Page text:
Thursday, May 24, 2007

Planting Tomatoes and Cukes

I am blessed to have a mother with two very large east-facing windows, who is willing to offer her windowsills for starting my seedlings - not to mention watering and turning them every day! So this year, as is our custom, she started for me a number of tomato plants, cucumbers, and all sorts of odd perennials I have collected or purchased seeds for.

The last couple of days, she has been acclimatizing some of the plants, by taking them outside during the day, and bringing them in at night. So tonight they were ready to plant into my garden.

For the tomatoes, it is important to water deep, to prepare the soil, so I started by digging 5 holes, and filling them repeatedly with water. Since my garden is rich soil on top of a solid clay base, the holes drain very slowly.
Holes Prepared for Tomatoes
I would have liked to add in some bonemeal, but I couldn't find it (perhaps I need to buy more?) so I planted without it. Tomatoes can be buried in quite deep, to allow a good root structure to develop. So I removed all but the top 2 branches, and buried the remainder. Then another good watering, or two, or three. The sun was already setting behind the house, so the conditions were ideal for planting - cool, with no direct sun. Here are the little row of tomatoes, between my espalier apple (left) and espalier asian pear (right). Behind the post is a Sunflower Giganteum.

Tomatoes Just PlantedNext, the cucumbers. Two years ago, I planted a couple of seedlings at the top of my upper retaining wall, on the West side of our house, and they were a huge success, trailing down the wall and onto the grass, and bearing a crisp, sweet cucumber nearly every second day! Then last year, I tried the same thing with cukes and squashes, and was completely disappointed, they couldn't even make their way to trail over the edge of the wall, and I only got one small squash. I suspect the soil, which at that location, is a thin layer of topsoil on top of gravel and clay (backfill to the wall), had lost its nutrients. As an indicator, the hydrangea down the wall had blue flowers, whereas the others in my garden were a vibrant pink.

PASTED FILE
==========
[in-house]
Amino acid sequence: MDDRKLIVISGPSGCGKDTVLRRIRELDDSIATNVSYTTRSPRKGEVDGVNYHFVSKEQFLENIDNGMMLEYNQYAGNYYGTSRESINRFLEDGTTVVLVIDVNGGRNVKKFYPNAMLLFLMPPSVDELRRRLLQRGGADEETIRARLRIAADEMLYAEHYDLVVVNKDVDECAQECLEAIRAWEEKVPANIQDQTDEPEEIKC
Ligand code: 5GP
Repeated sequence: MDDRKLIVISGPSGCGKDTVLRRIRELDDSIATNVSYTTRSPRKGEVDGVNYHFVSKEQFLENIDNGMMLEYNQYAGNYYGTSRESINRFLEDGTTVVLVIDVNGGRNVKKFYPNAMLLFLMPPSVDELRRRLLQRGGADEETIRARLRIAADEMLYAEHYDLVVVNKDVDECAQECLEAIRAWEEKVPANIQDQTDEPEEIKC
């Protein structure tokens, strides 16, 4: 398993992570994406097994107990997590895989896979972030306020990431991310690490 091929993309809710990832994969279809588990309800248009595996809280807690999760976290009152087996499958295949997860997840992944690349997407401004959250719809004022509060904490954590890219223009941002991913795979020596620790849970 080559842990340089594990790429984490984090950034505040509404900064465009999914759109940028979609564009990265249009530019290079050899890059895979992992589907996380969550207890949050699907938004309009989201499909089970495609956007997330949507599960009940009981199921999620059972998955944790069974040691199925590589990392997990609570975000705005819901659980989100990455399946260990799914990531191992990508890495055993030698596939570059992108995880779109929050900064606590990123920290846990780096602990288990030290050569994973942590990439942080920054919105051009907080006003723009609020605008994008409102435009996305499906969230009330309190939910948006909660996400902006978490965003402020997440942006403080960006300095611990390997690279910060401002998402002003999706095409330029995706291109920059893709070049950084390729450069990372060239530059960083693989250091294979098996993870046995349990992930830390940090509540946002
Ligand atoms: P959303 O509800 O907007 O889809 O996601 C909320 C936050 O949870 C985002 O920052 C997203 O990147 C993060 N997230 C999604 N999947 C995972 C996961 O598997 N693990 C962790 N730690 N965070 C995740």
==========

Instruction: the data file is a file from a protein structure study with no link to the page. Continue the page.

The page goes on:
So a week ago, I amended the soil with an inch of so of compost on the top, and mixed that in, to form a richer base to plant into. I ended up putting in all 7 seedlings, and I'm already dreaming of crispy cucumbers this year. Assuming a slug doesn't come by and chew them off (which is a good possibility in my garden). Well, let's hope.

Cucumbers Just Planted
I also planted in some more seedlings of Cardoon. Last year, I planted one in the front (shady) garden, which didn't get very big, but seems to be taking off this year (although quite covered in black aphids!!).

To my delight, my daughter has taken an interest recently in helping me in the garden. I have even bought her garden gloves (the stretchy cloth ones, with rubberized fingers and palms), and she has been helping me weed the garden a couple of nights. Here is my beautiful little helper, holding a few stalks of our very healthy Campanula Glomerata, which are now on the respective bathroom counters of my two little garden helpers (my son's ongoing contribution, among other gardening interests, is cutting up slugs).
Garden Helper with Campanula Glomerata

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